A Winnipeg agency’s placeholder brand is a siren call

McKim.Sherpa, the agency that arose out of last year’s merger between McKim Communications and Sherpa Marketing, is making a bit of a splash in Winnipeg’s marketing community, thanks to a temporary name change announced this week.

The agency is adopting the moniker “Mermaid Cheeks” for the next several weeks as it looks to come up with a permanent name and identity. Mermaid Cheeks was one of several names suggested by clients in an online word scramble game that was the agency’s holiday greeting.

McKim.Sherpa was itself meant as a placeholder name for the new merged entity, said the agency’s co-CEO, Peter George. “The whole thing stems from the fact that our clients, our employees, and our stakeholders are all asking ‘What are you going to call this new business?'” he said. While they still wanted more time to settle on the permanent brand, they decided to have some fun by asking for help choosing a new temporary name.

“We’ve got two well-known and respected names, particularly in the Prairies,” said George. The McKim name dates back to Montreal in 1889, and has been in Winnipeg since the early 1900s. “When I go to conferences, people always ask me if I know someone who worked at McKim in the ’60s or ’70s, because they were everywhere.” While not of the same vintage as McKim, Sherpa is also an established entity, having been around since 1996.

The holiday challenge invited people to use a combination of the letters found in McKim, Sherpa Marketing, and the agency’s higher education division, ED, to form a new name. There were more than 150 submissions, including, not surprisingly, some NSFW suggestions.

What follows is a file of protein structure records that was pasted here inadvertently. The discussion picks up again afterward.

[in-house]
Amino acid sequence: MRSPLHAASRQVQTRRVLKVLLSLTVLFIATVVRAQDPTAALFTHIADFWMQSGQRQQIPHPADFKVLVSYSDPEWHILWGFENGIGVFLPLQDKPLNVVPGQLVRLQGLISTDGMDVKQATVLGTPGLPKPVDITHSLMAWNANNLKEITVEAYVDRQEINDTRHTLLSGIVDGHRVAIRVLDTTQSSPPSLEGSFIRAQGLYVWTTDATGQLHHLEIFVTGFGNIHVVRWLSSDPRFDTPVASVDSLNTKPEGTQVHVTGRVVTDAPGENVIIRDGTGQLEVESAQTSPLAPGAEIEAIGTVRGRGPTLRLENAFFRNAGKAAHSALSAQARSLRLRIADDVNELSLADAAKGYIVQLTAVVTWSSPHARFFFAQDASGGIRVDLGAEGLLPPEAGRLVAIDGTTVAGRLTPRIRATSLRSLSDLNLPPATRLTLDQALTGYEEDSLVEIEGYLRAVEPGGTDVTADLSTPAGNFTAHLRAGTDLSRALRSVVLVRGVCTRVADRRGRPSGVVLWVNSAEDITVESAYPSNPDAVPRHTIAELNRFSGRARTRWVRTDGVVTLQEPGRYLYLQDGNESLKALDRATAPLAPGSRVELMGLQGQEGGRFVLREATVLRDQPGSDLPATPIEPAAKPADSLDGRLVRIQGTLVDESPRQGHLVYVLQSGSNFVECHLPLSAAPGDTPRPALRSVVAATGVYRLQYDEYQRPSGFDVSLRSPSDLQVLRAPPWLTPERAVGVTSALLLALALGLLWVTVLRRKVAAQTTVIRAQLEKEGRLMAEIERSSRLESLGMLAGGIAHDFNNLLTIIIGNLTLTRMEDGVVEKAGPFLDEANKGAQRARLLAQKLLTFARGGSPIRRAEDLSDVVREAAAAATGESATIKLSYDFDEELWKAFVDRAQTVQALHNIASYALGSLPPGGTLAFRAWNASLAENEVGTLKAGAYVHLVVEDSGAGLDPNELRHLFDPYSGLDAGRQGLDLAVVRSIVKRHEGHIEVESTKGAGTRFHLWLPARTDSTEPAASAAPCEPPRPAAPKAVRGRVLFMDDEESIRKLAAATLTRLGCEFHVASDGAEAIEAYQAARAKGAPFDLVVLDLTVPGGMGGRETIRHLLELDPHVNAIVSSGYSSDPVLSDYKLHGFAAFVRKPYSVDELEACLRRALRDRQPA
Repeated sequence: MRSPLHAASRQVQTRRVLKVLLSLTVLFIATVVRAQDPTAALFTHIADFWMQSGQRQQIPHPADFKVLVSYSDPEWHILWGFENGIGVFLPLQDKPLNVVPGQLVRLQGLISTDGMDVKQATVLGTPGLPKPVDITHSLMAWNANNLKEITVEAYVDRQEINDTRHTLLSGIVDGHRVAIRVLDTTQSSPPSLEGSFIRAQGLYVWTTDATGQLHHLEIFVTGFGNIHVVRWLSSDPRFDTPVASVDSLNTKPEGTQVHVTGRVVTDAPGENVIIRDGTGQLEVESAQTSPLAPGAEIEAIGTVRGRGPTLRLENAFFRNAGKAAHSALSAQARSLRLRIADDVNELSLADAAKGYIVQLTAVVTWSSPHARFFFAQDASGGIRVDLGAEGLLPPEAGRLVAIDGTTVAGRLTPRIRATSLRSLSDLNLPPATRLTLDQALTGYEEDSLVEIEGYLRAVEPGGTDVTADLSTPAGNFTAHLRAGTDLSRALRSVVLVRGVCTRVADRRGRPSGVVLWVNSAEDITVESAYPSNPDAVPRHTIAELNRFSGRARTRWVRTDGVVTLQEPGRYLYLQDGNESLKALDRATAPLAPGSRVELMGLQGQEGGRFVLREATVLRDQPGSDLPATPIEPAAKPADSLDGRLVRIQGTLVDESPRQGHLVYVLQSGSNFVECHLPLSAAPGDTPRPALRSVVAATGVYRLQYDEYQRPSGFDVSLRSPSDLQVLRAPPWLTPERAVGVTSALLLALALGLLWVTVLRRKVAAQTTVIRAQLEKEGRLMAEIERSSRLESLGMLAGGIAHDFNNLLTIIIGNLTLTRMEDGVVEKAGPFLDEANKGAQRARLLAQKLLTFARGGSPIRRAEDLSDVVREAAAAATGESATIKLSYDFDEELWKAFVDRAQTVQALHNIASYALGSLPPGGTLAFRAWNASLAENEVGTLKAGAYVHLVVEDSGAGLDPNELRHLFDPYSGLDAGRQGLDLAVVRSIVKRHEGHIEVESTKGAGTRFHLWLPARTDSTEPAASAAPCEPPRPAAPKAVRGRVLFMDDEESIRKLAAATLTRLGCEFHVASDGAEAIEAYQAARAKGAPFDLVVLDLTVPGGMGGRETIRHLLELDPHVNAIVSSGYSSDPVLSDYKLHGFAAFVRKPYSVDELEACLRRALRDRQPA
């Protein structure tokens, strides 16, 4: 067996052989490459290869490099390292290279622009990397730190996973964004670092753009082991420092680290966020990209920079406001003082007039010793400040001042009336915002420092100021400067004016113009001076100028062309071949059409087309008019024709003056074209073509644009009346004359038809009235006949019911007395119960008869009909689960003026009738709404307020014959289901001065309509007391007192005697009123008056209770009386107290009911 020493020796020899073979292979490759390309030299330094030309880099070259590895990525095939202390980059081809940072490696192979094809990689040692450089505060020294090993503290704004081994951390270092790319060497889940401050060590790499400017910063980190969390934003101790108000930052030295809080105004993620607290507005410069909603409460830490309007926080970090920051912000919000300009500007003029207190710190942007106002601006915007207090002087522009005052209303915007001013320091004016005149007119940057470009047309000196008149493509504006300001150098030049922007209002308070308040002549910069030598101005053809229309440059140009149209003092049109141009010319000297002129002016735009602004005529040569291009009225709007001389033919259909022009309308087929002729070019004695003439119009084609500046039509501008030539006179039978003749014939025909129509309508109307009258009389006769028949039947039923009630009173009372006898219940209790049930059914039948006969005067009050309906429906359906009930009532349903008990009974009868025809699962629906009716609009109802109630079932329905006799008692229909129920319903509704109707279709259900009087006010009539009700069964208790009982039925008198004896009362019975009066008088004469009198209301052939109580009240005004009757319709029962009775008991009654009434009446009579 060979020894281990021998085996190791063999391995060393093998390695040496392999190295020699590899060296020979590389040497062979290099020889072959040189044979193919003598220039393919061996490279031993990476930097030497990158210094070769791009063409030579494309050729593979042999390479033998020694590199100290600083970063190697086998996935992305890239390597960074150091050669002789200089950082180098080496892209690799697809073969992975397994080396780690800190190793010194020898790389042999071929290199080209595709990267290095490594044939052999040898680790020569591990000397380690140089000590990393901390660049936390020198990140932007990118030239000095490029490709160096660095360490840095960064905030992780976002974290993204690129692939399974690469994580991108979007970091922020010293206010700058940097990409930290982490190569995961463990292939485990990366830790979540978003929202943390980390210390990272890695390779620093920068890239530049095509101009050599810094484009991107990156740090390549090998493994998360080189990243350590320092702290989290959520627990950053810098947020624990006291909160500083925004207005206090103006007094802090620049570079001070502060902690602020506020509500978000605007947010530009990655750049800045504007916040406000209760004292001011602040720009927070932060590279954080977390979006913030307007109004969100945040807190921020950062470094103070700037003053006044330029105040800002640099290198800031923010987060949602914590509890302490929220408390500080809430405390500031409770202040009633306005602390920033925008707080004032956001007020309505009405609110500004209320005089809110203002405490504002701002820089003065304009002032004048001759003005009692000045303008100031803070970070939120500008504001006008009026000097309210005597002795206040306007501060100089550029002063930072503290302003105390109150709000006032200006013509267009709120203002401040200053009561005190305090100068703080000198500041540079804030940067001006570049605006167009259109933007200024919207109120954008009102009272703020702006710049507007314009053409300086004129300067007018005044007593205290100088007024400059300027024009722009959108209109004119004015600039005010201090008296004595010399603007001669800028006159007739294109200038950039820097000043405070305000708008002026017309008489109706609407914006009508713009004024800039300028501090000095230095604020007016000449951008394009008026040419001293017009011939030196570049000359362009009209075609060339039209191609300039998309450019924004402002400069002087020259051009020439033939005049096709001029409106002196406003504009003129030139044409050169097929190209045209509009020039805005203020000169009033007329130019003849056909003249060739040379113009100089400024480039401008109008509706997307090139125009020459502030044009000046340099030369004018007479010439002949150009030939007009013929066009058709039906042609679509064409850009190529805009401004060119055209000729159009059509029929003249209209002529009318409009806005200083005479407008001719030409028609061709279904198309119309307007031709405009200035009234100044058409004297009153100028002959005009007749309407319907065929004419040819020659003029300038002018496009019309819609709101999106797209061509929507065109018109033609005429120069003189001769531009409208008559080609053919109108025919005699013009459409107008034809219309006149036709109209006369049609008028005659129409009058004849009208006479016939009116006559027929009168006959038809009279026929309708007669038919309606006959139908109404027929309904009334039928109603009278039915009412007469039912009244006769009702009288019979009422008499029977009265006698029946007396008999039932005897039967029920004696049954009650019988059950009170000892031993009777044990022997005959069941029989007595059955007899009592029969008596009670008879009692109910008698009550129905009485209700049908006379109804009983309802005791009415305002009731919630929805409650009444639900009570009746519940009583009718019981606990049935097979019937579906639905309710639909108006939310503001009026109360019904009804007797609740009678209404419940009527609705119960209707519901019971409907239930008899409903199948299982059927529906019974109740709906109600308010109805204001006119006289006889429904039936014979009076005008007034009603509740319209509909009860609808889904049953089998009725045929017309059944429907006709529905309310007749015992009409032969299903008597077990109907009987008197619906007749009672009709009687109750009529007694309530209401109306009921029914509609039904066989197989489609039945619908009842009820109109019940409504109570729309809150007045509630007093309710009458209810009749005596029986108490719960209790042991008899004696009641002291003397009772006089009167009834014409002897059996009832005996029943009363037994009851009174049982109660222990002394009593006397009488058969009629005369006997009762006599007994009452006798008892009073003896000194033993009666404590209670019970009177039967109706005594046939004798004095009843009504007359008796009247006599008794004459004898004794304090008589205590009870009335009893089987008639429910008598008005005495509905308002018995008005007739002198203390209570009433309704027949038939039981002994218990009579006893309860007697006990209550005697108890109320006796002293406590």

“There were a few that were obscene but highly amusing,” said George, noting that the game’s developers created a pop-up featuring Wayne Knight’s character from Jurassic Park reprimanding people for using obscenities. The agency also made a $20 donation to Habit for Humanity Canada for each submission, and presented the charity with a check last month.

In addition to Mermaid Cheeks, the top suggestions included “McSherpa,” “She Rap & Mc Kim,” “Draper McKim,” “Shark Meat” and “Gimmiks are Taken.” After an online poll last month, Mermaid Cheeks emerged as what George called the “Boaty McBoatface” winner.

For now, all of the agency’s social platforms, email signatures and letterhead have been converted to the blue and orange Mermaid Cheeks brand. Despite a photo mock-up on the agency’s website, the exterior signage has not been changed. “That’ll save us $50,000 and some work,” joked George.

“We’re kind of stuck with [Mermaid Cheeks] for a few weeks while we work on our actual brand,” said George, who has already received some bemused reactions from friends and colleagues about the temporary name. “One of my best friends, who works in Sweden, texted me last night and said ‘Have you lost your mind?'”

George says the plan is to come up with a new agency name that will strike a balance between the law firm-sounding names that were a hallmark of so many legacy agency brands, and the occasionally head-scratching names adopted by some contemporary shops.

“We’re doing what we do with clients: We’re consulting people internally and we’re consulting stakeholders,” he said. “We’re trying to make the best decision we possibly can, because we only want to do it once.”

Chris Powell